The involvement of the courts is one of the methods used to progress divorce proceedings. It is also likely that other processes will be used, such as mediation, collaborative law, negotiations between the parties or their representatives or family arbitration. It is also worth highlighting that as well as the divorce itself, there are also ancillary matters such as the finances and children arrangements, that will be dealt with separately and may need their own court hearings.
If a divorce is contested, then the courts will want to hear evidence from both parties to decide if the person asking for the divorce (the petitioner) is entitled to one based on the evidence given. Contested divorces are very uncommon.
It is more likely that a court hearing will be needed to deal with the division of finances or childcare arrangements if these cannot be agreed and this is what is discussed below. Unless the court has directed otherwise, both parties must attend these hearings.
It is always best if childcare arrangements can be resolved between the parties amicably. Where that is not possible then the courts will need to become involved in making specific orders about the care and upbringing of the children. The parties must have attended a mediation meeting before they apply for a court order.
Once a court order has been applied for the court will arrange a directions hearing for both parents. There will usually be a family court advisor from the Children and Family Court Advisory Support Service (Cafcass).
The court can ask Cafcass to provide a report on the case to determine what is best for the child. It is possible that the child will be asked to say what they want to happen. The parties will be given a copy of this report.
The court will consider the welfare of the child first and foremost and will only make an order that is in their best interest. The issues that they will consider include:
The court will determine at this hearing what can and cannot be agreed and if there is any risk to the child. If agreement cannot be reached at this meeting, then the court will set out a timetable on what happens next.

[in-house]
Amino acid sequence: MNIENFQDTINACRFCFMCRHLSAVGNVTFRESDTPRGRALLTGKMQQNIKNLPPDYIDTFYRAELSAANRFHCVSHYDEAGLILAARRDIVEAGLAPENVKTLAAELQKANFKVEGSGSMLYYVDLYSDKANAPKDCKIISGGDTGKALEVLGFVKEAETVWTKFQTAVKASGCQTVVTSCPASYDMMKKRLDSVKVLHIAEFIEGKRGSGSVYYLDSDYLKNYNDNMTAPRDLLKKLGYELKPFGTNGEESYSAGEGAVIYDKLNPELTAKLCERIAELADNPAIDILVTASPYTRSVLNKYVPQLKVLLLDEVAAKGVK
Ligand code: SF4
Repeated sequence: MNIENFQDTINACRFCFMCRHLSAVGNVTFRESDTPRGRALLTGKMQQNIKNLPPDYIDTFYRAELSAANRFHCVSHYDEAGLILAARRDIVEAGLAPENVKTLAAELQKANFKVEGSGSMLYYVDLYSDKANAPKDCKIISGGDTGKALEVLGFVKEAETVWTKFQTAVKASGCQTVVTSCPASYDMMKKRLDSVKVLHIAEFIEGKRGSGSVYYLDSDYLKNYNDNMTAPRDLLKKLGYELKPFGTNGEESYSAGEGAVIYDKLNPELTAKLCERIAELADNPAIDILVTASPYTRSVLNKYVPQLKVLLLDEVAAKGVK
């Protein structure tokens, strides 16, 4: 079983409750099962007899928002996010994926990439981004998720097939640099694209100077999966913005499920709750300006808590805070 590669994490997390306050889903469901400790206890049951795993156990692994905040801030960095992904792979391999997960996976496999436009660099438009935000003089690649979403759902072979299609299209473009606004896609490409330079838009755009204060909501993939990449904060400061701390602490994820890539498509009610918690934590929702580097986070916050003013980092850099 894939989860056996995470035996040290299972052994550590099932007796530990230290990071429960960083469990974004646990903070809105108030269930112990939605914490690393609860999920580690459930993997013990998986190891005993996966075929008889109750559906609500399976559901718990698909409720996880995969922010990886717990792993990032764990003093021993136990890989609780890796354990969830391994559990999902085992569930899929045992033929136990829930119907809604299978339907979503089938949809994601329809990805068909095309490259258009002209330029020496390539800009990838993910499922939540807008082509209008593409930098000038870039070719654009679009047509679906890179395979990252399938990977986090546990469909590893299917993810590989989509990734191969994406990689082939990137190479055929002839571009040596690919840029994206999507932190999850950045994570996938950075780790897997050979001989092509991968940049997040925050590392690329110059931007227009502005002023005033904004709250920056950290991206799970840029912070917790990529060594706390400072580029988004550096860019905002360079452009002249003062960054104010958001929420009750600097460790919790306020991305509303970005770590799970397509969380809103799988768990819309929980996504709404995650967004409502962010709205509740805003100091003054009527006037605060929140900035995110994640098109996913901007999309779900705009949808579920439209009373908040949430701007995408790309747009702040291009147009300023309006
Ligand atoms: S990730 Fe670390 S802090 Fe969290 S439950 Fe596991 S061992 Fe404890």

Where a financial settlement cannot be agreed between the parties it will also be necessary for the court to become involved.
The first hearing that is set after a financial application is received is the first directions appointment. This hearing is essentially a housekeeping exercise, during which the court orders the steps (known as ‘directions’) that are needed to establish the extent and value of assets in your case. Only directions the court considers proportionate will be ordered.
Directions which the court may (non-exhaustively) order, include:
The FDR hearing is ‘without prejudice’, meaning it cannot be referred to openly or in later hearings to encourage settlement between the couple.
In advance of the FDR, you will be expected to make a proposal to your spouse following legal advice. Once the judge has heard from both sides, an indication will be given as to what they believe will be the outcome at the final hearing.
Most cases settle at, or shortly following, the FDR. If you do not reach agreement, the judge is likely to give further directions to prepare for a final hearing.
It is possible to pay for a financial remedies specialist to conduct the FDR in private, instead of attending a court-based one. This provides couples the opportunity to expedite the court timetable, thereby avoiding delays and enabling personal selection of an appropriate date. The private judge will also have more time in these cases to familiarise themselves with the complexities of your case, as well as provide their undivided attention for the full day.
At a final hearing, the parties can be cross examined by the other side or their representative and a new judge will consider all of the evidence. At the end of the final hearing, the judge will deliver their judgement, which forms the basis of a financial order. In reaching their conclusion, the judge will consider various factors, which include:
The information on this website is intended as a guide and does not constitute legal advice. Vardags do not accept liability for any errors in the information on this website, nor any losses stemming from reliance upon the statements made herein. All articles and pages aim to reflect the legal position at time they were published, and may have been rendered obsolete by subsequent developments in the law. Should you require specialist advice, tailored to your situation, please see how Vardags can help you.